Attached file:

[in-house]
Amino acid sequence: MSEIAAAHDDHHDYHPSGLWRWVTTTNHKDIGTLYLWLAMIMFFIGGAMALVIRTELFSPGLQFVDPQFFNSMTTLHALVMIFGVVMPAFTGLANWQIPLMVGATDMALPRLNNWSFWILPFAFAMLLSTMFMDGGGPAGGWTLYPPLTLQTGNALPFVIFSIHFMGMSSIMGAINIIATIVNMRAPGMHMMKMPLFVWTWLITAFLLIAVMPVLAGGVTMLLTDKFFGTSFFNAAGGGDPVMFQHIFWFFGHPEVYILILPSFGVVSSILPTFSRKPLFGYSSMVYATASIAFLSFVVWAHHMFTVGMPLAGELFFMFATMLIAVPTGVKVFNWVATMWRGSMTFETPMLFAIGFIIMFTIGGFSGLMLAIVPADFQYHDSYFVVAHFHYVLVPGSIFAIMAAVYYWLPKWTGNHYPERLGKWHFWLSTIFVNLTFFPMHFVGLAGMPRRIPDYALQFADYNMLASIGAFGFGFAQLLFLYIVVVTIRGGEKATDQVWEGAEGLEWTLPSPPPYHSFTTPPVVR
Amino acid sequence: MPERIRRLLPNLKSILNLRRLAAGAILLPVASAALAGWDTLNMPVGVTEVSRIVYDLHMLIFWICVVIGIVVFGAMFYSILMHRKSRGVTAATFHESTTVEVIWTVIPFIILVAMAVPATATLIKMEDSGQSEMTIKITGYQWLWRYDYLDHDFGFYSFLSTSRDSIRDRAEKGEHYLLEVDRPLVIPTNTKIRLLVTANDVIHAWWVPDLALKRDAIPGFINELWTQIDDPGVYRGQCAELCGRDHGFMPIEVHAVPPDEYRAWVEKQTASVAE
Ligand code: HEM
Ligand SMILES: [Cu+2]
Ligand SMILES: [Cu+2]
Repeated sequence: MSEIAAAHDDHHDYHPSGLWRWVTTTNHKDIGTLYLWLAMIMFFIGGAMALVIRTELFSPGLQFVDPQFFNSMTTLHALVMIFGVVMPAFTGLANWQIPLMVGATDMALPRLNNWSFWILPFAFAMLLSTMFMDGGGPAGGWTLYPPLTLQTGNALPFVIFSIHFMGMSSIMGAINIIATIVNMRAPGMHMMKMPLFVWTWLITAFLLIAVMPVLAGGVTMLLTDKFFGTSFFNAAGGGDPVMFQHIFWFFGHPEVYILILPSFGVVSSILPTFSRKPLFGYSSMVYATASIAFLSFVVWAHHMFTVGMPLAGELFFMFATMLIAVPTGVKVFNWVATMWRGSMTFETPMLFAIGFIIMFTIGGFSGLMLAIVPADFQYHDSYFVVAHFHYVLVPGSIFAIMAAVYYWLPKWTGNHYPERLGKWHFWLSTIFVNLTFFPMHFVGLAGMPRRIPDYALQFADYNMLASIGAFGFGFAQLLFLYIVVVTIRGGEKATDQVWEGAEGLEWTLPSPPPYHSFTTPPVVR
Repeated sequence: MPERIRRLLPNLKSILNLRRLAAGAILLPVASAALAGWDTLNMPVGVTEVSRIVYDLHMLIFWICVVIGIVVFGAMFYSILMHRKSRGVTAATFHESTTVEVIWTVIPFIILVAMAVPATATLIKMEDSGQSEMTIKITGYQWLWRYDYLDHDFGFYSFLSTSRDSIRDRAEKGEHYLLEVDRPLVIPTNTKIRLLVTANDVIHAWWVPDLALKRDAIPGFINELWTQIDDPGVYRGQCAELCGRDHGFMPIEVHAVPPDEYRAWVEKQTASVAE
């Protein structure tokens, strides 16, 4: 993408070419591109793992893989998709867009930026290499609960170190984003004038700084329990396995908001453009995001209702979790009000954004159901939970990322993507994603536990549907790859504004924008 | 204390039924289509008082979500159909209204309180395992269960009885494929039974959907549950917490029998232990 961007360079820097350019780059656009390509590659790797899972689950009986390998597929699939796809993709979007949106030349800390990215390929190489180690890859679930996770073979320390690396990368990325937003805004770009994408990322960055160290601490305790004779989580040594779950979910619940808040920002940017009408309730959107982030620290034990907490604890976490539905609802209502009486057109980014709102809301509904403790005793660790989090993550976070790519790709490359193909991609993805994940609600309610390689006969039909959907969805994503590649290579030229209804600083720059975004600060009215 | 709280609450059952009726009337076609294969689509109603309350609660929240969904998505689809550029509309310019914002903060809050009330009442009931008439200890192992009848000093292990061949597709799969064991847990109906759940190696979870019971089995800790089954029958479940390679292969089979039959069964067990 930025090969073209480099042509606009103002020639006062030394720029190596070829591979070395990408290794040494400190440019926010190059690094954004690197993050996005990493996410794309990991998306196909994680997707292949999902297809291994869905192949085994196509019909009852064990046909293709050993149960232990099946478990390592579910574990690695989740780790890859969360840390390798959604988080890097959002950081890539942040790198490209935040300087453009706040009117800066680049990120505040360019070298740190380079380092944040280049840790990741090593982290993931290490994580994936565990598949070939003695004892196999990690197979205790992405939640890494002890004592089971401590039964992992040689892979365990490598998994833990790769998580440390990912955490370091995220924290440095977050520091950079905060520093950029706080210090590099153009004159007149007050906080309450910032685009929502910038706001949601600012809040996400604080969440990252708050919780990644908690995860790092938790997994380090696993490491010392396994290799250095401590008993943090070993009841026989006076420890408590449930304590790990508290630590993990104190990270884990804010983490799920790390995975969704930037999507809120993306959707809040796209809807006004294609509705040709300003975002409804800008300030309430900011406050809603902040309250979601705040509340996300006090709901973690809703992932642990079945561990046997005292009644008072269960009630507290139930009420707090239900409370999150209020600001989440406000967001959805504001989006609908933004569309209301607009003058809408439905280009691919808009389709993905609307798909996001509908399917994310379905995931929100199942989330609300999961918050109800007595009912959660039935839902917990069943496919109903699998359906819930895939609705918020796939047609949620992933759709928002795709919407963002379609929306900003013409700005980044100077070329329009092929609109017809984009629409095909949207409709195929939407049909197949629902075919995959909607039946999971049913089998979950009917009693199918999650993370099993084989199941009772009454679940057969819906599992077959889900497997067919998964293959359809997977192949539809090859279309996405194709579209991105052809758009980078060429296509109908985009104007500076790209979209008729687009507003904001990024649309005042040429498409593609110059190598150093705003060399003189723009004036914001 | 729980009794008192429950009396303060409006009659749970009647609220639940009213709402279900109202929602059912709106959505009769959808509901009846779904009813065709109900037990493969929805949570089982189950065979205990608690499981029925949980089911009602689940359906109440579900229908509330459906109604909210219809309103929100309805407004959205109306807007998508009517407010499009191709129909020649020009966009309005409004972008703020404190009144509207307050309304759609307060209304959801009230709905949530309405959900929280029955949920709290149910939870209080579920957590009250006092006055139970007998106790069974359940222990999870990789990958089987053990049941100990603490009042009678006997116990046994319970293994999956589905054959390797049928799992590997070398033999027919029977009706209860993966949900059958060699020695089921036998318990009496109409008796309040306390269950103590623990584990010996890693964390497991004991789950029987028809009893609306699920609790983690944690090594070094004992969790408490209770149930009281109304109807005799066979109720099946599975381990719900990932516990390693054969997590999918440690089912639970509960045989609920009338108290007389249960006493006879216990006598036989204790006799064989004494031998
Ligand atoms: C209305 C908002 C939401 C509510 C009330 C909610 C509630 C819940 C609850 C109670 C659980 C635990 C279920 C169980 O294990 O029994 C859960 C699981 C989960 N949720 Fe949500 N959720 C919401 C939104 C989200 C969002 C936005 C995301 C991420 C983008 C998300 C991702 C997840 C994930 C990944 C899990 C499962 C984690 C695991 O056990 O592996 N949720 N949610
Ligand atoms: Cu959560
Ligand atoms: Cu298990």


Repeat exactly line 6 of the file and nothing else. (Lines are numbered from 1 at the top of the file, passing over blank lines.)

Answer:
Ligand SMILES: [Cu+2]